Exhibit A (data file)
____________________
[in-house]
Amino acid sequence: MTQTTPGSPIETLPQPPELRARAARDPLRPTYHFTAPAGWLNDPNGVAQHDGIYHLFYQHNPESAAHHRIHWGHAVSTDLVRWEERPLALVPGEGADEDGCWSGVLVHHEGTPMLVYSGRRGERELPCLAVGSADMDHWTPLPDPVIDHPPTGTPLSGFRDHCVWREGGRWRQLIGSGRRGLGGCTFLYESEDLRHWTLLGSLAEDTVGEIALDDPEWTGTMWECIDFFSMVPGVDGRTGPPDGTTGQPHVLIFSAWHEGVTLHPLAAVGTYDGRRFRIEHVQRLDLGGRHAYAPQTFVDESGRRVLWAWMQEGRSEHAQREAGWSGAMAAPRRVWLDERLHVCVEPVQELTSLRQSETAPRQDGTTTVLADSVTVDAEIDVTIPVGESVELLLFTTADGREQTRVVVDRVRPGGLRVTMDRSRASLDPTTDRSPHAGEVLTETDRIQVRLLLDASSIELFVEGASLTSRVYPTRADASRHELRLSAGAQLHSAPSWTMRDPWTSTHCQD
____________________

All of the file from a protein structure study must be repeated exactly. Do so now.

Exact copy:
[in-house]
Amino acid sequence: MTQTTPGSPIETLPQPPELRARAARDPLRPTYHFTAPAGWLNDPNGVAQHDGIYHLFYQHNPESAAHHRIHWGHAVSTDLVRWEERPLALVPGEGADEDGCWSGVLVHHEGTPMLVYSGRRGERELPCLAVGSADMDHWTPLPDPVIDHPPTGTPLSGFRDHCVWREGGRWRQLIGSGRRGLGGCTFLYESEDLRHWTLLGSLAEDTVGEIALDDPEWTGTMWECIDFFSMVPGVDGRTGPPDGTTGQPHVLIFSAWHEGVTLHPLAAVGTYDGRRFRIEHVQRLDLGGRHAYAPQTFVDESGRRVLWAWMQEGRSEHAQREAGWSGAMAAPRRVWLDERLHVCVEPVQELTSLRQSETAPRQDGTTTVLADSVTVDAEIDVTIPVGESVELLLFTTADGREQTRVVVDRVRPGGLRVTMDRSRASLDPTTDRSPHAGEVLTETDRIQVRLLLDASSIELFVEGASLTSRVYPTRADASRHELRLSAGAQLHSAPSWTMRDPWTSTHCQD